Iraqis jubilate next to a burning Danish military vehicle near Basra, Iraq's second-largest city, 550 kilometers (340 miles) southeast of Baghdad, Iraq, Monday, May 14, 2007. A Danish soldier was killed and five others were injured by a roadside bomb Monday in southern Iraq, the army said. An Iraqi interpreter was also injured in the explosion, which occurred as the Danish unit was on a routine patrol in several vehicles near Basra, said Maj. Kim Gruenberger of the Danish Army Operational Command. The injured soldiers were in stable condition, he said. (AP Photo / Nabil al-Jurani)
ABC News reports:
His announcement was the latest in a series of attempts to curtail press coverage of the ongoing conflict, which has already attracted criticism from international human rights bodies.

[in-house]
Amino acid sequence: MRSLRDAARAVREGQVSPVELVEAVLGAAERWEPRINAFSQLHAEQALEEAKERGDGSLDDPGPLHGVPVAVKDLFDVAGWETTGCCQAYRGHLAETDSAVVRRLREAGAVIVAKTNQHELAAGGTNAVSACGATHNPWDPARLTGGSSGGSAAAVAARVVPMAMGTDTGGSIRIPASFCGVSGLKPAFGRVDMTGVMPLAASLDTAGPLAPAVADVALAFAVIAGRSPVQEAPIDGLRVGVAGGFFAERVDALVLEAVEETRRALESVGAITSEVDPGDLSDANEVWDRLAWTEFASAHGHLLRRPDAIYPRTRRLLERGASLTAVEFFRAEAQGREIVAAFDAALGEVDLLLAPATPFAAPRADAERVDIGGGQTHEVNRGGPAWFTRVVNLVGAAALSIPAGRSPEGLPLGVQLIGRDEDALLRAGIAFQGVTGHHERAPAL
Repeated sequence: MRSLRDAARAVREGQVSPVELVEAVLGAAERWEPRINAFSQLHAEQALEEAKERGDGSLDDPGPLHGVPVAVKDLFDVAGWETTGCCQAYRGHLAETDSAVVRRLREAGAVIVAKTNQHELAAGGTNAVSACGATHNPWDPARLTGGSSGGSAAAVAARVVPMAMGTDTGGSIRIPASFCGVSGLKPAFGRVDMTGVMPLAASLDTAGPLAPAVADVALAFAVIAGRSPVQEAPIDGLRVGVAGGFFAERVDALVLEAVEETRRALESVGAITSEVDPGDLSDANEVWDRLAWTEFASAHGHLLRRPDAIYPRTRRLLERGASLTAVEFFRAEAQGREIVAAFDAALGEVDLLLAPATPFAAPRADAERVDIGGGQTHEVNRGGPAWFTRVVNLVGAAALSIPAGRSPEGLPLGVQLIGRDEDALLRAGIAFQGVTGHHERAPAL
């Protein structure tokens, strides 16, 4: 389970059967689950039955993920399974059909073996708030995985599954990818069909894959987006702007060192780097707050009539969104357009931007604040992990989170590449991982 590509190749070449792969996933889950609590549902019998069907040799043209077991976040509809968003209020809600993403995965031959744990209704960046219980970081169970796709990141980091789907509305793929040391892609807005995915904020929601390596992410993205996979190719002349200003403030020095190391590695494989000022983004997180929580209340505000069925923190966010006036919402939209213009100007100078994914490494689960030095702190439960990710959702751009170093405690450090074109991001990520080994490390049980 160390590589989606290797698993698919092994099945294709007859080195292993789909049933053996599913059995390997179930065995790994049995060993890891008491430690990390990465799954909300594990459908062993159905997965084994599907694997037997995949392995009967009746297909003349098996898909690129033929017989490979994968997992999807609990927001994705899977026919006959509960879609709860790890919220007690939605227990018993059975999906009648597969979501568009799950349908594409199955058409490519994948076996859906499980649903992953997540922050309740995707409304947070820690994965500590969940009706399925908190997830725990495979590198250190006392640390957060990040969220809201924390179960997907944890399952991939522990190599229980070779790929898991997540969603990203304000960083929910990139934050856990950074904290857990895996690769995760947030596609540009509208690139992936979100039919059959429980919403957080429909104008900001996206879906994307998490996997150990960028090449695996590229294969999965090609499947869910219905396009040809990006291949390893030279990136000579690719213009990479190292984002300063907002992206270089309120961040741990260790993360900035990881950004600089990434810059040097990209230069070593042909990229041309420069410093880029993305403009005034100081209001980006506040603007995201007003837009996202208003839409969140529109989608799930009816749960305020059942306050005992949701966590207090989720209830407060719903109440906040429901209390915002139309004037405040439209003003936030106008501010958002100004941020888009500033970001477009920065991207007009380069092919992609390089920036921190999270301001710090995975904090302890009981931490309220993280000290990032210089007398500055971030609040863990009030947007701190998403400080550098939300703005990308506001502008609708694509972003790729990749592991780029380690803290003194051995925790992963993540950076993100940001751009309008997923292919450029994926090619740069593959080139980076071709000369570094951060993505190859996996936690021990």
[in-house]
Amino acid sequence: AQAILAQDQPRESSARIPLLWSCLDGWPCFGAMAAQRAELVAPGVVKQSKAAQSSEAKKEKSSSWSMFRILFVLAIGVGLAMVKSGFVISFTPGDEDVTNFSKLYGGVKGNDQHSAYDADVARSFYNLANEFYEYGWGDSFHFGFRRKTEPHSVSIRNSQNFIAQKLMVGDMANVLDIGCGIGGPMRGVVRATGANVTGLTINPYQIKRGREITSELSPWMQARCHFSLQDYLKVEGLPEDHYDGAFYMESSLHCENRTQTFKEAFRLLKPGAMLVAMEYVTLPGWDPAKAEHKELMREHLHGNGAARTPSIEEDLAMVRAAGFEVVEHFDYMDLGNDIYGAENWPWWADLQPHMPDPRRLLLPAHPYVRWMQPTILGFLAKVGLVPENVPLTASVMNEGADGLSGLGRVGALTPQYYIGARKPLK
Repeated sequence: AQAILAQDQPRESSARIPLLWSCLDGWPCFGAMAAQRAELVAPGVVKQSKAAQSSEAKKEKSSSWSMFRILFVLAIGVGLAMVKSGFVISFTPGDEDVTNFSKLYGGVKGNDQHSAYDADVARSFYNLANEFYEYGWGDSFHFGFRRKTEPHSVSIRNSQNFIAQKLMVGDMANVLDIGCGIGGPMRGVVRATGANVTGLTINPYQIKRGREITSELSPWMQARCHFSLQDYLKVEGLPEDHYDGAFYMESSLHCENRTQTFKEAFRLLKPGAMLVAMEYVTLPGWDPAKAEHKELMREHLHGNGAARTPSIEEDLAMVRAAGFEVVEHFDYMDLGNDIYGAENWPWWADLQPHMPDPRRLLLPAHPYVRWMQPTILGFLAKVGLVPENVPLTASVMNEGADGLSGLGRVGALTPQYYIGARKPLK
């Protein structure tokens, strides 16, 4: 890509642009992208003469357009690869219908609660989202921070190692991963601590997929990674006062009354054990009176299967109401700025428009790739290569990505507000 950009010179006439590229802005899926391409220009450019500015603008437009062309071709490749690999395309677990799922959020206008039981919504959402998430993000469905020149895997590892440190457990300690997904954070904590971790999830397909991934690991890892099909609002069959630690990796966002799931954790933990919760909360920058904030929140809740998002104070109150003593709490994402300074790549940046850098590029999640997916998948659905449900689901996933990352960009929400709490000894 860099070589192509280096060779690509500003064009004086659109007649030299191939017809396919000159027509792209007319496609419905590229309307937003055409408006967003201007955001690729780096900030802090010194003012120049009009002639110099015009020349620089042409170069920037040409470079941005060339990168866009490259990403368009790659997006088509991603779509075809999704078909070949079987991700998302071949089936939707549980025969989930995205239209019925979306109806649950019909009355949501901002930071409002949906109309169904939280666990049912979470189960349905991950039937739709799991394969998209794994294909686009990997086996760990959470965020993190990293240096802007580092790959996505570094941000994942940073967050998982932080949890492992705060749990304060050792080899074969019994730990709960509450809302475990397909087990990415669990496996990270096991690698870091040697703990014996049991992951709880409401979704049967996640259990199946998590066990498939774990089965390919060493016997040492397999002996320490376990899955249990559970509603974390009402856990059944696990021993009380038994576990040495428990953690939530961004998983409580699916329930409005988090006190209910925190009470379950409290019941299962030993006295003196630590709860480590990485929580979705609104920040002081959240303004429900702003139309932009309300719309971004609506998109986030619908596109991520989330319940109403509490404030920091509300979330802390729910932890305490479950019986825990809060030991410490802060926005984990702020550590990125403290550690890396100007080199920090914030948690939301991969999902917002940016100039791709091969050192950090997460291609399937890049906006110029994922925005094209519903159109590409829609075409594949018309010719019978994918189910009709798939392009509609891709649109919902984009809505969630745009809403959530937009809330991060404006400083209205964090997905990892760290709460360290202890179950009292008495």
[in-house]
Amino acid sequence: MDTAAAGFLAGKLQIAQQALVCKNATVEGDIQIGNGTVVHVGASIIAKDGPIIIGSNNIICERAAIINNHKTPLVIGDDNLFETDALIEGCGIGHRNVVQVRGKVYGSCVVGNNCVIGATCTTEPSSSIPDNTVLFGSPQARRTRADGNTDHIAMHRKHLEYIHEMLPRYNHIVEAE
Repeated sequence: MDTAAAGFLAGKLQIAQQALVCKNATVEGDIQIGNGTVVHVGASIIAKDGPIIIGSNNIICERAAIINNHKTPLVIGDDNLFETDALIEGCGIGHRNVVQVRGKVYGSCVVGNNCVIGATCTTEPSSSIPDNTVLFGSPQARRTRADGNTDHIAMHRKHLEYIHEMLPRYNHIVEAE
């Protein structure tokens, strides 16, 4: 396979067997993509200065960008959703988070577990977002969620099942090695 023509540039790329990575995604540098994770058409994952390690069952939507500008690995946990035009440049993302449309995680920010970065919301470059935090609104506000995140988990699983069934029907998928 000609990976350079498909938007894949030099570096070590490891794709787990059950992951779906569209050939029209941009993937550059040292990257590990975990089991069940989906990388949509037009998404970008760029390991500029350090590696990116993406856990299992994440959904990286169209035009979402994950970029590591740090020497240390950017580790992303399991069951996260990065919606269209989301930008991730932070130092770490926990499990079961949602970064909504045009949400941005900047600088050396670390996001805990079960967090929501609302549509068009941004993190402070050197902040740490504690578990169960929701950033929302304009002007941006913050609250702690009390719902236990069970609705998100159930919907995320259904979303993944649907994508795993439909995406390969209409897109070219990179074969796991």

"There are many reasons for this prohibition," he said.
"We do not want evidence to be disturbed before the arrival of detectives, the ministry must respect human rights and does not want to expose victims and does not want to give terrorists information that they achieved their goals.
"This decision does not imply a curtailment of press freedom, it is a measure followed all over the world."
International and local media coverage of Iraq's deadly sectarian conflict generates dozens of images and reports of carnage every day, as insurgent bomb attacks continue.